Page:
UNDP Steps Up Its Support for Sound Public Finance in Africa

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Regional Programme on Taxes and Budgets Introduces Online Learning

Effective development interventions are inseparable from the transparent and inclusive management of public finances.

The United Nations Development Programme (UNDP) will train a diverse range of partners during the second phase of a comprehensive programme designed to mobilize tax revenues and improve budget management in Africa.

The programme currently supports 17 countries in West and Central Africa and it will expand its portfolio to include a large number of civil society representatives, parliamentarians, universities and government departments involved in service delivery. Part of this effort will be conducted through online training.

The programme, managed by the Division for Development strategies and Public Finance, known in French as Le Pôle, aims to support the achievement of the Millennium Development Goals (MDGs) and is expected to be essential to the implementation of Africa’s post- 2015 the development agenda.

"Effective development interventions are inseparable from the transparent and inclusive management of public finances," said Abdoulaye Mar Dieye, the Director of UNDP’s Regional Bureau for Africa.

"Mobilizing and managing resources appropriately is the responsibility of a large number of actors, including but not limited to ministries," he said. "We must support civil society, municipalities and supervisory bodies in the implementation and execution of solid budgets."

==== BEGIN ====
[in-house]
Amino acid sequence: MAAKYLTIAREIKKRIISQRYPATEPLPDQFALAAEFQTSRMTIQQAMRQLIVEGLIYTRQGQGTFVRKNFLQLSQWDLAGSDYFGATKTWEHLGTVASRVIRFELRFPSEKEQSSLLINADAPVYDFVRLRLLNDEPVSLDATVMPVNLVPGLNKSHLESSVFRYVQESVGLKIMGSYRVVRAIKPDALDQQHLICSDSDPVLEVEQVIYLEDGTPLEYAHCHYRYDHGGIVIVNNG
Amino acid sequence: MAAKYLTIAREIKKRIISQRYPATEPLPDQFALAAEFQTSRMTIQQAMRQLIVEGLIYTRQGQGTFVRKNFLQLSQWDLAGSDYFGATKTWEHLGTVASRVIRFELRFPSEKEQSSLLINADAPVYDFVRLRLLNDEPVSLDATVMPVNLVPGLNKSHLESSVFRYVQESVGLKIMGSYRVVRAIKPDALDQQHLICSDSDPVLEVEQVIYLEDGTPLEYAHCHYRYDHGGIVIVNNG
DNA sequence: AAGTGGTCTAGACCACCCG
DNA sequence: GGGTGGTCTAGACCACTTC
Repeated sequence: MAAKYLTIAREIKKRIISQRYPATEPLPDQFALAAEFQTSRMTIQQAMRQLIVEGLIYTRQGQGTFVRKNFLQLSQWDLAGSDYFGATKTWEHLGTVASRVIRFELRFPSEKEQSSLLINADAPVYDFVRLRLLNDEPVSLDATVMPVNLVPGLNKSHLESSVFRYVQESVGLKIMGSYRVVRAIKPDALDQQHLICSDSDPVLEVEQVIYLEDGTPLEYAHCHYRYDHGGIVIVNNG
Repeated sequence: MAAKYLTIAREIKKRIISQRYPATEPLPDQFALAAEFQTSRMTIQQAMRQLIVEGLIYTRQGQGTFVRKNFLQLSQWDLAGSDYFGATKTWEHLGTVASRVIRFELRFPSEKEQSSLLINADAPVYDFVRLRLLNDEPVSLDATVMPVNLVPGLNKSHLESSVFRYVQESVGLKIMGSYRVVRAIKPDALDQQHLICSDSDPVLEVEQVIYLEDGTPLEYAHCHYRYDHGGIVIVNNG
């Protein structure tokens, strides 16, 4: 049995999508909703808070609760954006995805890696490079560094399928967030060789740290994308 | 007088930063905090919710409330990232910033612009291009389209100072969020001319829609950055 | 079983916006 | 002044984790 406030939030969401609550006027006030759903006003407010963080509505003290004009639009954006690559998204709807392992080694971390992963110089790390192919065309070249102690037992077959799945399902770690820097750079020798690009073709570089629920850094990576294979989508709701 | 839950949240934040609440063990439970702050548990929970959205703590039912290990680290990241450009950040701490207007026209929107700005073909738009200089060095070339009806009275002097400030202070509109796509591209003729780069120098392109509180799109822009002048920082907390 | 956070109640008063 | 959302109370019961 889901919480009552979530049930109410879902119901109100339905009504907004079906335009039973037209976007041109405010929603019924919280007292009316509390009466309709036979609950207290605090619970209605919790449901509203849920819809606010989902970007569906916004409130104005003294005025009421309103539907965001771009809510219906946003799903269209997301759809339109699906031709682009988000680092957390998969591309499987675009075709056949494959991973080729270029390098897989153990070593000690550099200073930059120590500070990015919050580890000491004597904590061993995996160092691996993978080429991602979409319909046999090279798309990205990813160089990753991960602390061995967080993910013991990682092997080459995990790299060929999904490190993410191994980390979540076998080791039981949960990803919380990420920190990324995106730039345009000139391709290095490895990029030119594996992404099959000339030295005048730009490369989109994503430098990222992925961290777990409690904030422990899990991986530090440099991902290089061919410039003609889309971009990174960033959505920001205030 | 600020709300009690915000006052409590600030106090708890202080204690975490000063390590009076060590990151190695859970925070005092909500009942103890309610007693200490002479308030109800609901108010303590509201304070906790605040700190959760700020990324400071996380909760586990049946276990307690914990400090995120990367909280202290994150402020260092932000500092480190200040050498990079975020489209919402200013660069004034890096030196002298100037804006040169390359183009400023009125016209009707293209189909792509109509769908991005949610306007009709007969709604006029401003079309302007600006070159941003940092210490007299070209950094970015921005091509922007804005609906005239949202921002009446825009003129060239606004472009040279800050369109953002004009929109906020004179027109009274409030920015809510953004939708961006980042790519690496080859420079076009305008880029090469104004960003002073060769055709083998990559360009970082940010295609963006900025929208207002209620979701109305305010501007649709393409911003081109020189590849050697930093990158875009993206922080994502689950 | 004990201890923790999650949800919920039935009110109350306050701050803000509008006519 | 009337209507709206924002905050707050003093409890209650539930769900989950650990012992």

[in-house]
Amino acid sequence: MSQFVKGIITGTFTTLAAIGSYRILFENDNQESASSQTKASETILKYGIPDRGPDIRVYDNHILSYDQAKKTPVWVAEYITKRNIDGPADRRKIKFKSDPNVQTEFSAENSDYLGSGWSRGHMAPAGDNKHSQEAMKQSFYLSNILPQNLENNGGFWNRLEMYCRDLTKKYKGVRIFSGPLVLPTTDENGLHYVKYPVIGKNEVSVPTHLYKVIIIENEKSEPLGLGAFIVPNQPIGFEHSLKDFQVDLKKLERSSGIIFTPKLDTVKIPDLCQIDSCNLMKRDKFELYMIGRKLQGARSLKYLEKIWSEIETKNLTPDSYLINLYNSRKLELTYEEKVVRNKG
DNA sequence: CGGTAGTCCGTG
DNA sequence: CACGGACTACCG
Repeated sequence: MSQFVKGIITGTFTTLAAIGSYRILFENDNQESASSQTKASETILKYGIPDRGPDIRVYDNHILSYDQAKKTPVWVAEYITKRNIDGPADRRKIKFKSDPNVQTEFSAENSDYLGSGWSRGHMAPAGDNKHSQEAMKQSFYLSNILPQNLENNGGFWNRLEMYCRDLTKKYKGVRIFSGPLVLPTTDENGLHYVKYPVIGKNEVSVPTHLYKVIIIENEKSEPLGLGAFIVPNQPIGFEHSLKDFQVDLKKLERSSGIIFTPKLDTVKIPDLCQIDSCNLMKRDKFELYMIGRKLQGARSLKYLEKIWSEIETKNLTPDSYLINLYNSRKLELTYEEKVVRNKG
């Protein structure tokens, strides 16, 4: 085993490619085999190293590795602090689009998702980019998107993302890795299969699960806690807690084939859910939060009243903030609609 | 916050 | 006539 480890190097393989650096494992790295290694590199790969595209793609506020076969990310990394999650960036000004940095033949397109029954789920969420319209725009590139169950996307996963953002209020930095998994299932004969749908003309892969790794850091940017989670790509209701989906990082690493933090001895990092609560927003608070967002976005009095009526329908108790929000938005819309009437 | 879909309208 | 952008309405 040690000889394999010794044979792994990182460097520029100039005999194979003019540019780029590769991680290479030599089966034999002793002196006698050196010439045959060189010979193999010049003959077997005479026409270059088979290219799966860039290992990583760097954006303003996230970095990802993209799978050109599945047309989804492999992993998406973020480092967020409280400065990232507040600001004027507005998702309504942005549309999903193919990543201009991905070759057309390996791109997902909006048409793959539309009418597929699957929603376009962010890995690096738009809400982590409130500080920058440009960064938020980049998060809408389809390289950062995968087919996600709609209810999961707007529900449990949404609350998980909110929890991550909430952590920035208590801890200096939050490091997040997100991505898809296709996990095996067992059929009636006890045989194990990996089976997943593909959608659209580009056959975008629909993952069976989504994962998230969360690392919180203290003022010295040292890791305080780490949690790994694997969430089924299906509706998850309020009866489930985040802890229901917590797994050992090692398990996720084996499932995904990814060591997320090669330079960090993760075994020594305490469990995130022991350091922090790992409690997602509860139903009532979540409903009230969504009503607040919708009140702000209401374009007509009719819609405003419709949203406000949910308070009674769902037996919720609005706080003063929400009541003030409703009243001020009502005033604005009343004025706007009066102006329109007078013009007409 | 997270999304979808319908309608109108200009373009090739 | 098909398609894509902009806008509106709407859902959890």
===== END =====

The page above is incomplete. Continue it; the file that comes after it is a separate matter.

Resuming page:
Held today, the meeting of the Steering Committee of the programme will mark the official launch of the second phase, covering the period 2014-2017, and discuss the integration of national development strategies in national and local budgets.

The meeting brings together the World Bank, the International Monetary Fund, the European Union, the German development agency GIZ, as well as the Governments of France, Spain and Luxembourg.

Over that period, added focus will be given to countries in conflict or post-conflict situations, such as the Central African Republic and Mali. The programme will also look at how to incorporate gender issues, the creation of jobs and climate change considerations into national and local budgets.

With UNDP’s support, nine countries developed national development strategies in the first phase of the scheme. Specific sectors such as education and health became better equipped for monitoring and evaluating performance and delivery.

In Togo, for instance, policies on agriculture, water and the environment adopted “programme budgets” detailing costs, estimated results and performance targets for each activity.

UNDP’s assistance also helped to democratize the management of public finances, by training national institutions to oversee budgets, while involving civil society in their preparation.

For example, members of parliament in Chad and Côte d’Ivoire received training on public finance reforms and are now able to discuss budgets on an equal footing with the government.

"The aim is not only to train the decision-makers of today, but to support countries over time, in a more structured and formal cooperation effort," said Laurence Jacquet, the Coordinator of the Pôle. "In that perspective, capacity building of stakeholders is a central component of our activities. We will increasingly work with training centres and universities to enhance the knowledge of our future leaders."

Through the programme, the University Cheikh Anta Diop of Dakar now offers a Masters degree in fiscal auditing.

In addition, UNDP will partner with training centers to roll out a comprehensive online curriculum on taxes, budgets and public finance.

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Nicolas Douillet
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